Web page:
Berlusconi fights to the end to keep Senate seat

2013-11-25 17:45
Silvio Berlusconi. (File, AFP)

Silvio Berlusconi. (File, AFP)

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Rome - Former Premier Silvio Berlusconi is fighting to the very end, claiming that newly recovered documents from the US will exonerate him from a devastating tax fraud conviction - even though the trial is over and his guilty verdict has been upheld by Italy's highest court.

Berlusconi's latest salvo on Monday came 48 hours before the Senate is due to vote on whether to kick him out of Parliament because of the conviction.

The 77-year-old media mogul has said his removal from Parliament would amount to a government coup, even though he has no role in the government.

Berlusconi is to elaborate on the documents later on Monday, an event that has the air of a desperate performance by a master politician aimed at fending off the expulsion vote, or at least showing his electorate that he never gave up trying.

"These are documents that prove incontrovertibly that I had nothing to do with what I'm accused of," Berlusconi told his Mediaset TV channel.

He said the documents justify re-opening the trial, or at the very least convincing senators not to vote to kick him out of Parliament.

Berlusconi was convicted last year over a scheme to purchase the rights to broadcast US movies on his Mediaset empire through a series of offshore companies that involved the false declaration of payments to avoid taxes.

His defence argued that he was busy in politics at the time and no longer involved in managing the day-to-day activities of the business.

Italy's high court upheld the conviction and four-year prison sentence on 1 August. A 2012 law bans anyone sentenced to more than two years in prison from holding or running for public office for six years.

Berlusconi's lawyers have argued the 2012 law can't be applied retroactively to crimes allegedly committed before it was passed, but the Senate vote to expel him appears poised to go ahead unless Berlusconi's allies can pull off a last-minute delay.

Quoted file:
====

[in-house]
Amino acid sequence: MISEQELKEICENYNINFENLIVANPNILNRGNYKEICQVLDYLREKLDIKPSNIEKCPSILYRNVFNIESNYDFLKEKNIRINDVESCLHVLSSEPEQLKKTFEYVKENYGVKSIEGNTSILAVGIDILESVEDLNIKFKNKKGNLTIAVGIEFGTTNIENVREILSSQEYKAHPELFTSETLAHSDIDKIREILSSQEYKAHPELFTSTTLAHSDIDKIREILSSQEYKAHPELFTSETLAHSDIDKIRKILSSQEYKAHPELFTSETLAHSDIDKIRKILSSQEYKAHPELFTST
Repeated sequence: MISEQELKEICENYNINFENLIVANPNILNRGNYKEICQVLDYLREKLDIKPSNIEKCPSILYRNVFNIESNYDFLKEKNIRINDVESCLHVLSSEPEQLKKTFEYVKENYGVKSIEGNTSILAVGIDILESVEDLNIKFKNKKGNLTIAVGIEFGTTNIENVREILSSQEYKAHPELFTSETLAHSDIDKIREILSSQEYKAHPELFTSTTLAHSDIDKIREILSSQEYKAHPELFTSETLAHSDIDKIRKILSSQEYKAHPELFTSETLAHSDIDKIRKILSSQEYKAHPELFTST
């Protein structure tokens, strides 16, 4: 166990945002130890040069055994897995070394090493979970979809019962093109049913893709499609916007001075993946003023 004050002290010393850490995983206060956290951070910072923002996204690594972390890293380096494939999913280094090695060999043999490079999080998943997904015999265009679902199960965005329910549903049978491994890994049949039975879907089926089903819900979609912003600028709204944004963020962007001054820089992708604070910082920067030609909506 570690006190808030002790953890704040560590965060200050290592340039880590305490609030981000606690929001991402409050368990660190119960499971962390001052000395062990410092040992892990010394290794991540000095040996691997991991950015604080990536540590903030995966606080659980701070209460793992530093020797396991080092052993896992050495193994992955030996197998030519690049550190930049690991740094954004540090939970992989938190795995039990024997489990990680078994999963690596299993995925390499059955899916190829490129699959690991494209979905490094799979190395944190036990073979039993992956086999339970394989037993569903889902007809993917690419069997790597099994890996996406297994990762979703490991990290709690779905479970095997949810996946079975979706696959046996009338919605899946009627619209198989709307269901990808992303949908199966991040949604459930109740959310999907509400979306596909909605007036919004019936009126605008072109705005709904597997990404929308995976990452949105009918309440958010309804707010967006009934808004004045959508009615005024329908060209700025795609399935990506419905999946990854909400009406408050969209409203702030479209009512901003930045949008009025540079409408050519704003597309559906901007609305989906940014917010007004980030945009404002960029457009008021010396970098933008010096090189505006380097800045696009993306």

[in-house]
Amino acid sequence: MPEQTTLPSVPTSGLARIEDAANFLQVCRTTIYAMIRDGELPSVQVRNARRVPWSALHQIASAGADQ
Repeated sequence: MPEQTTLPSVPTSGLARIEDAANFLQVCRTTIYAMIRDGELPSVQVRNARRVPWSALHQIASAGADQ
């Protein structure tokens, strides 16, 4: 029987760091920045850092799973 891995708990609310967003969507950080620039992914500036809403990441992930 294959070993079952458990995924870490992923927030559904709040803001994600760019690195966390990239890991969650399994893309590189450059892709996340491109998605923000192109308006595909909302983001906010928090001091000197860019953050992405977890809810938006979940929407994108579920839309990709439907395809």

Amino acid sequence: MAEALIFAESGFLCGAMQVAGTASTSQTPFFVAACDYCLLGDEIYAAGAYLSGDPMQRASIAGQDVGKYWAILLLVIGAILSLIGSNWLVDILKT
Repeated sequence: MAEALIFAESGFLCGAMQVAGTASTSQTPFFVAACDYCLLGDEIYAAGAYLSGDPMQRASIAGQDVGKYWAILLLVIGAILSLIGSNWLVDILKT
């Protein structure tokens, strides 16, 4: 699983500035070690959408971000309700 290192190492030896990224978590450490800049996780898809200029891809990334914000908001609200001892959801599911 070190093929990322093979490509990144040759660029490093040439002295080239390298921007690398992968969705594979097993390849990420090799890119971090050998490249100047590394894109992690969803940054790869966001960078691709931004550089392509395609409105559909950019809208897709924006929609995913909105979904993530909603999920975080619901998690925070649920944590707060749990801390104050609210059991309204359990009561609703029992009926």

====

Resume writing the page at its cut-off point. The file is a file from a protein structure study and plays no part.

Ever since the high court ruling, Berlusconi has been battling to keep his power base intact, with decreasing success. On 2 October he was humiliated in Parliament when he was forced to back down from his threat to bring down the government after his ministers refused to back him.

Then on 15 November, his onetime political heir, Angelino Alfano, split the centre-right, refusing to join Berlusconi's new Forza Italia party and launching his own New Centre-Right with dozens of lawmakers opposed to the hawkish direction Forza Italia was taking.

Berlusconi has also lost the backing of Italy's president, Giorgio Napolitano, who could have pardoned him.

Napolitano had said he would consider any request for clemency over the tax fraud conviction, but Berlusconi said over the weekend in a heated attack on the head of state that Napolitano should grant the pardon even without him asking for it.

Late on Sunday, Napolitano's office made clear it would do no such thing, and in turn chastised Berlusconi for his tone and behaviour that "went beyond the limits of a respect for institutions".

Berlusconi, whose centre-right is joined in a fragile coalition with the Democratic Party in Premier Enrico Letta's government, has indicated he will join the opposition if he is pushed out of the Senate. But the government's survival should be guaranteed by Alfano's new party.

Despite his woes, the three-time premier at least had something to look forward to: a visit by his old friend Vladimir Putin. The Russian president was to dine at Berlusconi's Roman palazzo on Monday night after meeting with Pope Francis and Napolitano earlier in the day.

Read more on:    silvio berlusconi  |  italy

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